The "Daily Doodle" concept is intended to warm up my creative engines, and is essentially free writing, poetry or prose, usually accomplished in under an hour with a minimum of corrections. From time to time, I will post the results here.
In some cases, the piece will also be a special commission, prompted by a particular buyer. Readers can still custom order their own quick short-short stories: details here.
This particular story came from watching two workers cleaning out the apartment next door to me. From what I can tell, they didn't unleash anything particularly scary in the digging. I did see a pair of my old shoes in amongst the stuff tossed aside, however, which was weird.
The two men had been at in for over an hour, and they still were only halfway done. The apartment’s tenant had been evicted because the amount of stuff he had in his flat exceeded the parameters of his lease. He had left the previous week after three different U-haul trips. That there was still so much junk to sift through gave the laborers an idea of just what kind of hoarding had led to the old man being booted. One of the pair had spent most of his time breaking down cardboard boxes for recycling. There must have been a stack of twenty so far. Even with a utility knife, it was tedious work. Slice, collapse, slice, collapse.
As he did this, the second man was putting what he could into garbage bags, bringing them out one after the other. Shoes with no mates, books water-damaged beyond the point of being readable, old clothes and blankets covered in mildew and mold, an electric desk lamp, luggage, an audio speaker. If this is what he had discarded, the mind could only boggle at what treasures he had decided to take with him. One bedroom, kitchen and bath, stacked to the ceiling with junk. Where had the man even lived amongst all of this? Did he sleep on piles of old suit jackets? Use this empty fuel canister as a chair? He had a small round-top table, but it had two rectangular laundry baskets on top of it, one inside the other, and the top one full of empty paper bags. Or, more to the point, paper bags full to bursting with folded paper bags.
They wore masks and gloves to avoid breathing anything toxic or getting poked with anything sharp. There was still the fear that something might fall on their heads, so they worked from the top of stacks and down toward the floor. As they went, the bigger danger seemed to be what they might find behind these towers of things. Black mold covered one wall that had been obscured by milk crates and plastic buckets and magazines. They started throwing containers out without emptying them, just toss the whole thing in the dumpster. The ghosts of countless unidentified lives could be buried in any one of these dresser drawers that had long since lost their dresser.
“It’s like Antique Roadshow stopped at an insane asylum,” one of them quipped.
The jokes stopped when they got to the closet. Inside, there was another door, a blank surface with a knob and hinges but attached to nothing. It stayed standing thanks to a dent that the corner of the door had made in the wall, propped up with the most tenuous of connections.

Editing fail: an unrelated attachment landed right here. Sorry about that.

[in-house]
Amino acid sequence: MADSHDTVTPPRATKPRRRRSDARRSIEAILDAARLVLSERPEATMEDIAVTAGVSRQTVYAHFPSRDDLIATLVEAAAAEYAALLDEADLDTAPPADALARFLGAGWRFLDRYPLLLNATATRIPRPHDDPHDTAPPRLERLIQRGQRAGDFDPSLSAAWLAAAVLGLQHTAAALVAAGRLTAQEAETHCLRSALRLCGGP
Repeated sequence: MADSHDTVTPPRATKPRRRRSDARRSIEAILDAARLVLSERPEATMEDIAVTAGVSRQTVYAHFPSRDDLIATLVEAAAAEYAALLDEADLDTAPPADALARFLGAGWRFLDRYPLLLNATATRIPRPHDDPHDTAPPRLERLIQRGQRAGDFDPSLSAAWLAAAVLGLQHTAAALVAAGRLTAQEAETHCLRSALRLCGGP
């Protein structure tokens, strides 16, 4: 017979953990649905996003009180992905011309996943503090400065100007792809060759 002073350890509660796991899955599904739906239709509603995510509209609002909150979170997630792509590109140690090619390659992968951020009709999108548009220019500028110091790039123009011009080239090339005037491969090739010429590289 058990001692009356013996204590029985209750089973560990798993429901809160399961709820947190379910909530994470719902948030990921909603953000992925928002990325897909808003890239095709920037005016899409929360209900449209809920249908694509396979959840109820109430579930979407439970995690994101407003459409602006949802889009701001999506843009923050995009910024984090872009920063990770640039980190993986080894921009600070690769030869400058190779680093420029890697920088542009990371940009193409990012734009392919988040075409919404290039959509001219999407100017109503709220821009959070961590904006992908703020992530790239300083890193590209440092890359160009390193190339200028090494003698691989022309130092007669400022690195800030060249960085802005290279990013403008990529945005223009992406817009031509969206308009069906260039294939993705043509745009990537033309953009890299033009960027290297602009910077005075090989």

Terry held the door on either side and pulled it out, easing it toward his co-worker, who took the bottom so they could carry it out of the apartment lengthwise. The first man was waiting for the other to go, but Bill had stopped. He was staring at the man at the top of the door. No, not staring at, but staring through. Which is what shook Terry’s nerves.
“What’s the deal, man?”
Bill flicked his eyes upward, indicating Behind you.
Though afraid to look, Terry had no choice. What fear of theirs had been realized? Was this day’s labor worth a day’s pay?
At the back of the closet, there was a large spider web. It spanned the two walls and touched the ceiling, sprawling back over the interior shelf. Its bottom was only about three feet from the floor. Had a man walked into such a web, it would entangle him immediately and completely.
The spider sat at the center, as if it had been placed there. It was mostly black, its flesh mottled with yellow spots. It didn’t move, but there was a feeling in the air that it was alive. The arachnid had presence. They were in its domain.
“Jesus, that’s creepy,” Terry said.
It wasn’t just the spider, though, that sent a chill through his body. It was all the things that hung along the web, discarded objects strung along a dead clothesline. There were several husks from the spider’s meals, which were not really surprising, but these were surrounded by things that should not be there. A fountain pen, a child’s sippy cup, a pocket watch, a bit of string, a three-pronged adaptor for an electrical plug, a charm bracelet--all things that must have found their way into the home with the other detritus, only to be stolen by this added visitor. How had the spider gotten here? Did he stowaway in one of the hoarder’s special finds?
Terry and Bill were both holding their breath, waiting to see if the creature would react. In the quiet, they could hear the watch still ticking.
Current Soundtrack: Coconut Records, Goats (Original Score)
All text (c) 2012 Jamie S. Rich